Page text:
Start a Long-Term Care Conversation

Start a Long-Term Care Conversation

Start A Long-Term Care Conversation That You Feel Good About

Supporting a loved one as they age comes with challenges. As caregiving and medical needs increase, it can be difficult to navigate conversations that ensure everyone’s needs are met.

“Long-term care conversations can be uncomfortable because they require vulnerability,” says English Rose Admission Direction Marilyn Hartman. “There’s a reflex to avoid these discussions until a crisis forces the issue.” Yet, crisis events put families in high-stakes, emotionally-charged situations. Without advanced planning, it is easy for family tensions to rise and bad feelings to set in. “Doing the work before big decisions need to be made takes the pressure off. It gives families the time to build the right support network and get buy-in from one another,” says Marilyn. “It’s simply never too early to start a conversation about long-term care.”

The question then becomes how to start these conversations and talk about future long-term care in a gentle, loving way that brings the family together. Here are some strategies that can help.

Be Realistic

We all want the people we love to live the longest, happiest, and most fulfilling lives possible. But the fact is, if they live long enough, they will experience the natural progress of aging, which involves decline (physical, cognitive, etc.) and some degree of disease. Loved ones will inevitably require some kind of support to continue living a large, engaging life full of meaning and purpose.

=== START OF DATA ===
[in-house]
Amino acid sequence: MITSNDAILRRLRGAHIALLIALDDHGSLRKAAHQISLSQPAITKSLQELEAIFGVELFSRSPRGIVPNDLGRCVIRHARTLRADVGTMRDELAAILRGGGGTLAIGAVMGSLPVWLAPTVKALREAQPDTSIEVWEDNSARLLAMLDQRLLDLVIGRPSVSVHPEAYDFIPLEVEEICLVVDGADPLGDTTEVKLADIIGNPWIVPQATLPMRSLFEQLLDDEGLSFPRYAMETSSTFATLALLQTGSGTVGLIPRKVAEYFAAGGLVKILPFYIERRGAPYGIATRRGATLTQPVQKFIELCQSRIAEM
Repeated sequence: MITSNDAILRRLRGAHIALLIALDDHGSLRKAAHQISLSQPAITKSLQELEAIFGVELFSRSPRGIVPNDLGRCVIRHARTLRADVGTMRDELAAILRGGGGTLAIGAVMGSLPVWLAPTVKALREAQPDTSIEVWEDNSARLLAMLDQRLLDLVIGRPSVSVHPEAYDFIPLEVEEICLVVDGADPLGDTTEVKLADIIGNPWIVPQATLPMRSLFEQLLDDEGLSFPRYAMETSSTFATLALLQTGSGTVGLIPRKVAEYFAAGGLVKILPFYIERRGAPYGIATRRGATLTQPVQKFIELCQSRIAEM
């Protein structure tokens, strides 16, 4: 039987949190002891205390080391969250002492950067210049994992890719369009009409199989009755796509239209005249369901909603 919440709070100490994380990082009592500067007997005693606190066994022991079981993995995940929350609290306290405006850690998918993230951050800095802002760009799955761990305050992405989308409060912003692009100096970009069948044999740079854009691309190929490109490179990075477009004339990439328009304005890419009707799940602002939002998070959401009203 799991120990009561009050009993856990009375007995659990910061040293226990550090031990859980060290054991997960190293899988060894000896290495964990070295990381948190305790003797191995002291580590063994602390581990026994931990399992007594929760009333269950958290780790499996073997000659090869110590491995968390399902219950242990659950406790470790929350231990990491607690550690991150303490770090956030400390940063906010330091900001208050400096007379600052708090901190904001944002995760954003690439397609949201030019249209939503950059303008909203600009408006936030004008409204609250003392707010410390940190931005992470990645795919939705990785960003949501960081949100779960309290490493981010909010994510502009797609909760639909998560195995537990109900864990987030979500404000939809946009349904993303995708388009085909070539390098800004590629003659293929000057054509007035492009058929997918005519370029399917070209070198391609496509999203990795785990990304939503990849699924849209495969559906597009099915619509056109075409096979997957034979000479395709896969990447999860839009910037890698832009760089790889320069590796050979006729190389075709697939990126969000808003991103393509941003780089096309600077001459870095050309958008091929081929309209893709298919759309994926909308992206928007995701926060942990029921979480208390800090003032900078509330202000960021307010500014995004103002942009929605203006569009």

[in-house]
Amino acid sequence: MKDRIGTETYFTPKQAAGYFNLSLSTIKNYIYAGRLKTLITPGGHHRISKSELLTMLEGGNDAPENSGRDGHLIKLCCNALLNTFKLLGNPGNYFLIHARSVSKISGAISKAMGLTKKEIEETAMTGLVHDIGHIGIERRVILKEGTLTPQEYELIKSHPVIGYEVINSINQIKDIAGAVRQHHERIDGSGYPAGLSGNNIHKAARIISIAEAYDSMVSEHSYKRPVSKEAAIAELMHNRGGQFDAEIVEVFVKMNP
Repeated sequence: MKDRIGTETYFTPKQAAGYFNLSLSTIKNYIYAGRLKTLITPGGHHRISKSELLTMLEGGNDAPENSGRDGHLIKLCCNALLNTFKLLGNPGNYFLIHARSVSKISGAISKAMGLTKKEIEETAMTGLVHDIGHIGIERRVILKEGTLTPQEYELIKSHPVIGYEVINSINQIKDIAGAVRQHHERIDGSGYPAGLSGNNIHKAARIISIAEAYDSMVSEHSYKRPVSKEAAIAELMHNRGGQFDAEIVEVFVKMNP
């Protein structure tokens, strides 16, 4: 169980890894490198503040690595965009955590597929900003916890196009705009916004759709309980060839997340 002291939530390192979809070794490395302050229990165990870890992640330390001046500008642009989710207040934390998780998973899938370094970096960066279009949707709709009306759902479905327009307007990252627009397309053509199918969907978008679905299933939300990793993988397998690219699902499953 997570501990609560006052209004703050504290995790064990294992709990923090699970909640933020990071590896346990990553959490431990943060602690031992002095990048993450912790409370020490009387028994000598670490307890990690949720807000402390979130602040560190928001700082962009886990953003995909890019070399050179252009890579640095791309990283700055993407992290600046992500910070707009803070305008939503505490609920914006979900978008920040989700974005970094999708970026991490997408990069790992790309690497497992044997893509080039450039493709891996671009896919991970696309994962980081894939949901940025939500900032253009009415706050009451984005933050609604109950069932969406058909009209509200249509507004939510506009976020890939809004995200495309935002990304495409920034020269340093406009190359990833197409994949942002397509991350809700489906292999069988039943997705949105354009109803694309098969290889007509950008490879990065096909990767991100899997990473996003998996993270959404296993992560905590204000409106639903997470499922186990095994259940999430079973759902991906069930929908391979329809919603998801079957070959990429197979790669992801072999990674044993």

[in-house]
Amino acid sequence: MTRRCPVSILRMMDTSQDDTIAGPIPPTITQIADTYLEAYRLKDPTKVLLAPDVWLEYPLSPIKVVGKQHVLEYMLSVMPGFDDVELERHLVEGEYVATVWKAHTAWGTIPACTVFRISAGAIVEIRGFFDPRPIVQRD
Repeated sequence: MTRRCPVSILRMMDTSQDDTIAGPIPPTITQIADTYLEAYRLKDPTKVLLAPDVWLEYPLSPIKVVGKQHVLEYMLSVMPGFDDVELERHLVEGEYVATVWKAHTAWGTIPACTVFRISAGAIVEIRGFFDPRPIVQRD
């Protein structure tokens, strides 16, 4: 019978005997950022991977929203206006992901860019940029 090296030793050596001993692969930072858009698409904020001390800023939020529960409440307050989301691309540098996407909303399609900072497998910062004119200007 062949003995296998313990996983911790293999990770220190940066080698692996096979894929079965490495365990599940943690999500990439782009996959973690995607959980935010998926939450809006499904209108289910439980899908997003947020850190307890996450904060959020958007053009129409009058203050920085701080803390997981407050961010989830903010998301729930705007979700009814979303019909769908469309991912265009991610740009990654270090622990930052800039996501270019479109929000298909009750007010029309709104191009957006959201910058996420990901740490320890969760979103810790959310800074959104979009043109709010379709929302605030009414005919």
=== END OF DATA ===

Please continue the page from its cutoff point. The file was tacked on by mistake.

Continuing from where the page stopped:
When a loved one’s daily needs start to increase, family members often willingly step in. However, those who take on primary caregiver roles often do not anticipate the time, energy, and expertise it takes to support someone holistically. To live life well, aging parents require not just physical support tasks but social, intellectual, spiritual, and emotional engagement to feel relevant, useful, and happy. Before long, being a primary caregiver means having to expect unexpected emergencies. Without proper planning, family members choose between their health and wellbeing and those of their loved ones. As families scramble to find care coverage, life disruptions, missed work, and care costs begin to mount.

In conversations about care, all parties need to acknowledge, in a loving and compassionate manner, the facts: Additional support will be needed to care for the health and wellbeing of everyone in the family. Being realistic means being open to feelings of vulnerability. Care discussions may make someone who is aging feel that they are becoming irrelevant. A spouse may feel guilty for not being able to care for a loved one fully. A child may feel conflicted that their busy work schedule or family life keeps them from helping more. Feelings and fears are an important dynamic during these conversations and should be empathetically addressed, rather than be the reasons why families avoid the topic of care planning.